• Inside each nation, there’s a pyramid of people, each extracting wealth from those under themselves: “The vast majority of people in the imperial nation and its allies, and a certain fraction of those even in the most heavily exploited subject nations, receive at least a modest share of wealth and privilege in exchange for their cooperation in maintaining the imperial system”.

Empires Are Wealth Pumps

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Crux of The Nature of Empire by John Michael Greer:

  • People use the word Empire as a symbol or evil (e.g. David Korten) or order and peace (e.g. Niall Ferguson). But the actual meaning is this:
  • “An empire is an arrangement among nations, backed and usually imposed by military force, that extracts wealth from a periphery of subject nations and concentrates it in the imperial core. Put more simply, an empire is a wealth pump, a device to enrich one nation at the expense of others.”
  • There are different methods for extracting wealth. Ancient empires used direct tributes, modern ones, like the US, use unbalanced exchange.

Thorium Reactors May Be Better Than Uranium, But Not For Investors

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Crux of The Thing About Thorium: Why The Better Nuclear Fuel May Not Get A Chance by Marin Katusa:

  • Thorium is a better nuclear fuel than uranium, because it’s safer, more abundant, more energy-dense, and produces less radioactive waste.
  • Uranium reactors gained the upper hand because they produce plutonium that can then be used for nuclear bombs, which was desirable during the cold war.
  • Still, “generating the barrage of neutrons needed to kick-start the [thorium] reaction regularly come down to uranium or plutonium, bringing at least part of the problem full circle.”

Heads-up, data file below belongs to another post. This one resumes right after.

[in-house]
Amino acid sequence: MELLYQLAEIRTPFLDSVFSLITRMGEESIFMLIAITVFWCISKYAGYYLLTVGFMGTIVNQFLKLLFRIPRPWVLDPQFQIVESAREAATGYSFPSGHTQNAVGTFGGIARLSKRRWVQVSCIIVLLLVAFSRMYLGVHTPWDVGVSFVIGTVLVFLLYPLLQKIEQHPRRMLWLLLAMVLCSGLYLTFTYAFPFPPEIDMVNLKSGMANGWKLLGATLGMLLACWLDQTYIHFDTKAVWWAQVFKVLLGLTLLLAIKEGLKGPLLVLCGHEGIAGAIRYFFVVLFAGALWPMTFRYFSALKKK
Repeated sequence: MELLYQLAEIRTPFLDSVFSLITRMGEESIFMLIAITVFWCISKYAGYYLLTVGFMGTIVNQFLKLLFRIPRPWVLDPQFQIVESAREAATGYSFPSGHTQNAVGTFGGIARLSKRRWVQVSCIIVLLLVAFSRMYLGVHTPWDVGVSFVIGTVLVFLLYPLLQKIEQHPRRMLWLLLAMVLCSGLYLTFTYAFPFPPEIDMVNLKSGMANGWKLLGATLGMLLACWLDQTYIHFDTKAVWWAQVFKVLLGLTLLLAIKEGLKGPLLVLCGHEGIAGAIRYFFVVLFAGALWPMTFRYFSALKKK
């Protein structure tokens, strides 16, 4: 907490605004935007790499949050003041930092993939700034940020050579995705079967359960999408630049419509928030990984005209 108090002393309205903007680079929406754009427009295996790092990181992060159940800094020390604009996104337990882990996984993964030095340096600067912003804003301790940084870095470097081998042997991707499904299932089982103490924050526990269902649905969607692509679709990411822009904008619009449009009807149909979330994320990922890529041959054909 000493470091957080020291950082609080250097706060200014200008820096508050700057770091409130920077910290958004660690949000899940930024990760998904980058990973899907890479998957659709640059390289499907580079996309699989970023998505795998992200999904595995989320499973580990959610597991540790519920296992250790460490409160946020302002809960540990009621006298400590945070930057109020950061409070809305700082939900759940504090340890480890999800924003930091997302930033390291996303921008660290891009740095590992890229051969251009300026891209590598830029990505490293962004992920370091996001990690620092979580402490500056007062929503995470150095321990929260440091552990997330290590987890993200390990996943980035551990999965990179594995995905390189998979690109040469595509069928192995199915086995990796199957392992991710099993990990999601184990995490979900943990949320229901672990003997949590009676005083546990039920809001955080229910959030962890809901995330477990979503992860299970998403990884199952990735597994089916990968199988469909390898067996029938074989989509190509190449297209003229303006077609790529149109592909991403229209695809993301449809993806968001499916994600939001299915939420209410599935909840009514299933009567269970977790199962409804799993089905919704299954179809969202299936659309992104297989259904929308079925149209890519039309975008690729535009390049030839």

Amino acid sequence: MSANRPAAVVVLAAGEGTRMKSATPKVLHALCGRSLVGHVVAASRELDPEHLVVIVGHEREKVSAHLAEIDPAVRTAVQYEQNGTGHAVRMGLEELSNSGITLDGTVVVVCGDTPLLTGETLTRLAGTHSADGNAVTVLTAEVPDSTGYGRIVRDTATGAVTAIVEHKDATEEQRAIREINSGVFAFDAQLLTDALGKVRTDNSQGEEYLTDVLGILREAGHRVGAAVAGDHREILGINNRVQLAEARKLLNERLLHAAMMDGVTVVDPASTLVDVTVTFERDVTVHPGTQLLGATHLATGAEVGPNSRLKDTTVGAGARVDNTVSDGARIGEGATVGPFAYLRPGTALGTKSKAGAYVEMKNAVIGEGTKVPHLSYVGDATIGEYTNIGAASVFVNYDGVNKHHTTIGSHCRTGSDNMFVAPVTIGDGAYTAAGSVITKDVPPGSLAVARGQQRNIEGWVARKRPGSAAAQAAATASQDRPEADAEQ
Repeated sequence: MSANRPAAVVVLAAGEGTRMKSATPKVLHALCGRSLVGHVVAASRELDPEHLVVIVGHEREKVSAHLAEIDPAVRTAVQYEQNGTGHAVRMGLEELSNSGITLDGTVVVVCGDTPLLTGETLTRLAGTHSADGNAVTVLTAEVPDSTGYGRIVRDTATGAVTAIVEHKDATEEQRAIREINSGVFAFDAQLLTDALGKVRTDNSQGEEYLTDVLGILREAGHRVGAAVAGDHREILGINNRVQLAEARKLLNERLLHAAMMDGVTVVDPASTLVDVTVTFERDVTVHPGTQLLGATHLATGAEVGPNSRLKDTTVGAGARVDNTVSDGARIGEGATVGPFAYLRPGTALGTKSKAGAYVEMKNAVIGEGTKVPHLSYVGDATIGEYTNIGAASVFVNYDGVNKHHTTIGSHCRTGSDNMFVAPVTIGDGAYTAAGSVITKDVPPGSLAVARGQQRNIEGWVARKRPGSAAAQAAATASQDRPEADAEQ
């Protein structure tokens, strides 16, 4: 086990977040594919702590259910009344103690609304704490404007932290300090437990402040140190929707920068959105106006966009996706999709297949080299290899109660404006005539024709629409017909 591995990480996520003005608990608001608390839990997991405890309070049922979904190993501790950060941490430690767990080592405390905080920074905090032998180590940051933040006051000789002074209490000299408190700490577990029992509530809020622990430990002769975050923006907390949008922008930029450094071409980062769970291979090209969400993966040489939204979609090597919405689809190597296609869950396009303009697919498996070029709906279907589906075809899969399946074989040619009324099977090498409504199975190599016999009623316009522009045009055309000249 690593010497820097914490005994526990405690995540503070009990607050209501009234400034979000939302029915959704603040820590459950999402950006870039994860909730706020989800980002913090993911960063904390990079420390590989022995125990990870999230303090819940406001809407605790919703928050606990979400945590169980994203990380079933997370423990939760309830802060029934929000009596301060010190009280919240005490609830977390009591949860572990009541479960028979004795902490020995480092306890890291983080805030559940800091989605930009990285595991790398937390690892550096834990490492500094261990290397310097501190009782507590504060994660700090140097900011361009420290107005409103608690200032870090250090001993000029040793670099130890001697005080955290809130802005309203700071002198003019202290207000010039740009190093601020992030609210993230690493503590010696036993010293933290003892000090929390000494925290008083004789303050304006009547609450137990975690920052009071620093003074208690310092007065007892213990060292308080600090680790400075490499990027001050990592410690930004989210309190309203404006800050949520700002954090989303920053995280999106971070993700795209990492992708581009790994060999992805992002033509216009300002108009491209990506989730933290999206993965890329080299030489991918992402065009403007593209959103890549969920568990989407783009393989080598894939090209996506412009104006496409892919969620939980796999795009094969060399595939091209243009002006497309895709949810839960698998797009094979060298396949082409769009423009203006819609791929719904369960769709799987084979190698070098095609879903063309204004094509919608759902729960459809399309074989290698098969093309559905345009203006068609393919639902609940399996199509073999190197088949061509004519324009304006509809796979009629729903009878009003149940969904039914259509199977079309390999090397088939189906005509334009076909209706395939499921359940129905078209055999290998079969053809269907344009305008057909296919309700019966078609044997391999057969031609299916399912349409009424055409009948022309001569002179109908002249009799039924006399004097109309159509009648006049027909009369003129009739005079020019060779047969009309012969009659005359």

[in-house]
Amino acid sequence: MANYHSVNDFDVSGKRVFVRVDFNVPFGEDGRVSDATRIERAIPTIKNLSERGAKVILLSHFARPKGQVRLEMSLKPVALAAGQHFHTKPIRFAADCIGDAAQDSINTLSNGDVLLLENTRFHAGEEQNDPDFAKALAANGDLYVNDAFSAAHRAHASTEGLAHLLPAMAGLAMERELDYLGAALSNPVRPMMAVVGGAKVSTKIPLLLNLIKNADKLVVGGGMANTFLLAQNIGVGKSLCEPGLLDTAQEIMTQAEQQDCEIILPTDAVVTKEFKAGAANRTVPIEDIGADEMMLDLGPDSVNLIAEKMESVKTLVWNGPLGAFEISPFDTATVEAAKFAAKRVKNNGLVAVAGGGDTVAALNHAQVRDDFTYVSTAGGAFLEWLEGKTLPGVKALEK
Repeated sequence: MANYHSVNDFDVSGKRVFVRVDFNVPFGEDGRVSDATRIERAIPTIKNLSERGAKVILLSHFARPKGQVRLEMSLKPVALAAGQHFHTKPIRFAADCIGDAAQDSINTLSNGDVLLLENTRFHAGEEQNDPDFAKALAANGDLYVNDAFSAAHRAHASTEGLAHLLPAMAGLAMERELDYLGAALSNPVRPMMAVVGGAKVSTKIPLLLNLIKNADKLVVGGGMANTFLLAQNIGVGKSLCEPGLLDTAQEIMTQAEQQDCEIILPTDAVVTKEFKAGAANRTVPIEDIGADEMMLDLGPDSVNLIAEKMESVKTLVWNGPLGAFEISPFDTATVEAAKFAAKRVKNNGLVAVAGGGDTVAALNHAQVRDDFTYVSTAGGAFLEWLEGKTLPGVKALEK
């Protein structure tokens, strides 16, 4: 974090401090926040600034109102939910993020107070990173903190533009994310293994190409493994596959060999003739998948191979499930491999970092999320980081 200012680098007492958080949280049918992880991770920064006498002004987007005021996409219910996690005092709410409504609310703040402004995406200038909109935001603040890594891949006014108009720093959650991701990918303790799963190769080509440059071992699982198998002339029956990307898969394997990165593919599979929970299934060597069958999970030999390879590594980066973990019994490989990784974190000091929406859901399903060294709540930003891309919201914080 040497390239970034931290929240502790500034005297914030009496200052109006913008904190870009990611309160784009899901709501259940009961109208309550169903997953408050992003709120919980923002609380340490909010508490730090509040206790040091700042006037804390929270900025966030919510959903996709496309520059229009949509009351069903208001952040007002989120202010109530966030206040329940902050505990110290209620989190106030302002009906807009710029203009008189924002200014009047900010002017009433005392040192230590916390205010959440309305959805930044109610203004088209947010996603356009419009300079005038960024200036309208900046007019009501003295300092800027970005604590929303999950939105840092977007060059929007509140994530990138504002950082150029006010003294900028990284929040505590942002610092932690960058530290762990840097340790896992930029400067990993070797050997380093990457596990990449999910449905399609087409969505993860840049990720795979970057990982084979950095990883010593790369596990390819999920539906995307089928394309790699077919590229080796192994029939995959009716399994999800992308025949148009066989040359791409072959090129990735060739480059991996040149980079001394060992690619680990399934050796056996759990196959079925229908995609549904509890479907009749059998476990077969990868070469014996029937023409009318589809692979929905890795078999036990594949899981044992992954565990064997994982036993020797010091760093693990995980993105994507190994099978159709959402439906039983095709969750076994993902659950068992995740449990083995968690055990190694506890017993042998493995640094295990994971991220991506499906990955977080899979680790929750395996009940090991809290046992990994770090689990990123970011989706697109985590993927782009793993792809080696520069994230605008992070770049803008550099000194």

• Thorium reactors are planned in India and China, but not in the west. It may be that they are still not economically viable.

Human work will be more efficient than machines

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Crux of The Recovery of the Human by John Michael Greer:

  • There are three problems with accepting the myth of the machine:
    1. It causes you to avoid necessary adaptation, since you expect a machine will solve whatever problems come.
    2. It makes you depend on others who control the machines.
    3. Although machines were more efficient in the age of cheap energy, they will not be so now that we are passing peak-oil.
  • Machines need cheap abundant energy to function: “That energy powers the machine, (…) manufactures it, keeps spare parts in stock, and powers and supplies the huge networks that make it possible for the machine to do what it does.”
  • Since energy is becoming more expensive, human work will become superior to machines: “In a world without vast amounts of cheap energy, human flexibility and creativity consistently beats mindless mechanical rigidity.”
  • We will have to rediscover or invent our human capacities. But mainstream thinkers won’t help in this because they accept the mainstream myths of the machine and of progress.

We Are living a myth of machines as saviors

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Crux Myth of the Machine by John Michael Greer:

  • Americans can’t imagine giving up cars just as they can’t imagine giving up television – both answer important emotional drives: “If the automobile is America’s talisman of freedom, the television is its talisman of community, of participation in a world of shared activities and shared meanings.”
  • But watching tv is isolating, and using roads and highways is dependent on big bureaucracies: “Isolation packaged as participation, dependence packaged as freedom”.
  • Americans allow themselves to depend on these two machines. When they imagine solutions to oncoming problems, they think of other machines: “A solar panel, a wind turbine, an electric car, a thorium reactor, a supercomputer, a flying saucer or a nuclear bomb, take your pick, but it’s got to be based on a machine.”
  • The idea that any problem has some machine that can solve it is a myth, in the original sense of the word: a narrative that directs actions.
  • Machines don’t have an inner world like people, so they allow their users to have power without needing to wield real power over others. This leads to a problematic “nexus between an illusion of power, a reality of dependence—and a large and increasing cost.”